Ferdinand Roelfsema, Petra Kok, Marijke Frolich, Alberto M. Pereira and Hanno Pijl
Department of Endocrinology and Metabolic Diseases, Leiden University Medical Center, 2333ZA Leiden, The Netherlands
Address all correspondence and requests for reprints to: Dr. Ferdinand Roelfsema, Department of Endocrinology and Metabolic Diseases, Leiden University Medical Center, Albinusdreef 2, 2333ZA Leiden, The Netherlands. E-mail: firstname.lastname@example.org.
Context: The pituitary-adrenal ensemble of obese humans is marked by increased urinary excretion of cortisol and its metabolites in the face of normal circulating cortisol levels. For better understanding of the (patho) physiological meaning of these changes, the mechanistic underpinnings need to be clarified.
Intervention and Methods: We investigated 17 obese women [body mass index (BMI) 30–39.4 kg/m2] and 14 normal women (BMI, 18.3–24.8 kg/m2) who underwent 24-h blood sampling at 10-min intervals, and plasma ACTH and cortisol concentrations were measured with sensitive assays. Data were analyzed with a new deconvolution program, approximate entropy (ApEn) analyses, and cosinor regression.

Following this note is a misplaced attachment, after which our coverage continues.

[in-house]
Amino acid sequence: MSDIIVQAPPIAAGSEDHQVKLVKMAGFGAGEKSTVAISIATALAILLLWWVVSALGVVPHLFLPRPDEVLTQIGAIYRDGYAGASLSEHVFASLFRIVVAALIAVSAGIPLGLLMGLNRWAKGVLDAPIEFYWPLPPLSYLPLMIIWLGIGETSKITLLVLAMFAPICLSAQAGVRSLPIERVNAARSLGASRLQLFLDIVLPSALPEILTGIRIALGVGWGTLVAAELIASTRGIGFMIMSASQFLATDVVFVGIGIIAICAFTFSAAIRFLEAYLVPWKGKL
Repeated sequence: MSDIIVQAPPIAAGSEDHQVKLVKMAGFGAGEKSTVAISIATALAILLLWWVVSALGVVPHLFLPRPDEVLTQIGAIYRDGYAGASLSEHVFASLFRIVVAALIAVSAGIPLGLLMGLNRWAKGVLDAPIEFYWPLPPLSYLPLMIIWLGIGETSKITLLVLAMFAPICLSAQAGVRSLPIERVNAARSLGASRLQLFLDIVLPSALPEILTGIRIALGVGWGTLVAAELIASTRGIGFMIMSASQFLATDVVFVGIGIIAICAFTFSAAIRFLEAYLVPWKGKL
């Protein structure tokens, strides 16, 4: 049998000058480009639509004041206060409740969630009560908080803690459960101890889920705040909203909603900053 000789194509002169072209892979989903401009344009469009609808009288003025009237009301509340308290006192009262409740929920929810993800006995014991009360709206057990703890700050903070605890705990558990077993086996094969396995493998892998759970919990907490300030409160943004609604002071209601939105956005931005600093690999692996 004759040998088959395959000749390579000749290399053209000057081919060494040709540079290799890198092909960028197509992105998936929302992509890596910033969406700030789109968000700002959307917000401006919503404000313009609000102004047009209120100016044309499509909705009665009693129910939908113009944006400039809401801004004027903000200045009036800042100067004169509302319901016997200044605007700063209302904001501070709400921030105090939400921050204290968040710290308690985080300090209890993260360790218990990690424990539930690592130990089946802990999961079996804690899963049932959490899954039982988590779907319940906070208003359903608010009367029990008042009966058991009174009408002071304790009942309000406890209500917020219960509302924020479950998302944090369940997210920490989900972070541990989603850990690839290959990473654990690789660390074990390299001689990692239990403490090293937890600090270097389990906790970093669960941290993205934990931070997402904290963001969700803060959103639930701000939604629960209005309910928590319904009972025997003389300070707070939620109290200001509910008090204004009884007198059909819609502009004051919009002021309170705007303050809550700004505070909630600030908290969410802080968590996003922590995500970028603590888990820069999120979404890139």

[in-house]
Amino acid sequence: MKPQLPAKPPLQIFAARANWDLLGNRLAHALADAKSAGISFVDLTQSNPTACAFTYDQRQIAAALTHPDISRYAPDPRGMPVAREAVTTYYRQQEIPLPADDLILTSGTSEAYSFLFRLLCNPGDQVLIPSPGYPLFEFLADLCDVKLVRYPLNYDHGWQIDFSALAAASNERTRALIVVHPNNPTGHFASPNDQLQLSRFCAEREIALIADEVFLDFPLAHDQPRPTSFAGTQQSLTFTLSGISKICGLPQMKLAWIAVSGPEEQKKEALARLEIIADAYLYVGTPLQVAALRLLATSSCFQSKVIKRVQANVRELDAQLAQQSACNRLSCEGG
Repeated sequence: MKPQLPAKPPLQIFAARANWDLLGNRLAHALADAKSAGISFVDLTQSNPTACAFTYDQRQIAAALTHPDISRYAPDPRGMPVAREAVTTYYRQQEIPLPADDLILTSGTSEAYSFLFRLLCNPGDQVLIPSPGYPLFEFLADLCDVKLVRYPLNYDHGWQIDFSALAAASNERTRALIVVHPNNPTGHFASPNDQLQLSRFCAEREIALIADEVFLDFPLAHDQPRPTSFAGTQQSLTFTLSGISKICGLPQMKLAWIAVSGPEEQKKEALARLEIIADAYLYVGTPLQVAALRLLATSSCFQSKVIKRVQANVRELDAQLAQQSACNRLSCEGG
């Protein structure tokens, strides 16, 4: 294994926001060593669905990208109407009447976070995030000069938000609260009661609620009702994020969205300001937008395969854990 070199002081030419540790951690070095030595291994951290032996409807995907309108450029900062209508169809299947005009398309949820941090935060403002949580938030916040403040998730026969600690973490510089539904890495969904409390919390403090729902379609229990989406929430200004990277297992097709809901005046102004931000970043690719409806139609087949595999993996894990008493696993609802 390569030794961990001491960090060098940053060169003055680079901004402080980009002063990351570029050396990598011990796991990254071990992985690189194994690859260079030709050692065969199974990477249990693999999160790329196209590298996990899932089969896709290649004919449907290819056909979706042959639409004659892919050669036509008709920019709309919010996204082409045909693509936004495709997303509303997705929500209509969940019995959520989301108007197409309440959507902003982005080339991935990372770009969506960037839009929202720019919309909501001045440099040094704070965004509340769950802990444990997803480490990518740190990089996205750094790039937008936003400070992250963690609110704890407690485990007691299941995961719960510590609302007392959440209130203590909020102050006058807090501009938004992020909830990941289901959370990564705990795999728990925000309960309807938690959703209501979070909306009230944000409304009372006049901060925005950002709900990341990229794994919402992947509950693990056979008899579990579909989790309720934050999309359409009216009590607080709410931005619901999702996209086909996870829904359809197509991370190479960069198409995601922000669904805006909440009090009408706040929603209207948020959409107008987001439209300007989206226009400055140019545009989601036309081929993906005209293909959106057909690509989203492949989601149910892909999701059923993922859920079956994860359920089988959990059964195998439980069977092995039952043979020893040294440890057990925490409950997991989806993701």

Outcome: ACTH and cortisol production rates were higher in obese women than in controls and correlated with BMI. Secretion of ACTH correlated with leptin (R = 0.63; P = 0.0001) and insulin (R = 0.67; P = 0.0001). ACTH ApEn and forward ACTH-cortisol cross-ApEn were diminished in obese women. The half-maximal effective concentration (ED50) of ACTH pulses vs. cortisol pulses was higher in obese women (38.3 ± 4.9 vs. 25.1 ± 3.7 ng/liter; P = 0.03), indicating decreased potency of ACTH. The diurnal properties of ACTH and cortisol secretion were unchanged in obese females.
Conclusion: Obese women exhibit enhanced ACTH and cortisol 24-h production compared with lean controls. The amplified ACTH drive is accompanied by decreased secretory regularity and diminished forward coupling between ACTH and cortisol. In addition, the potency of ACTH is decreased in obesity.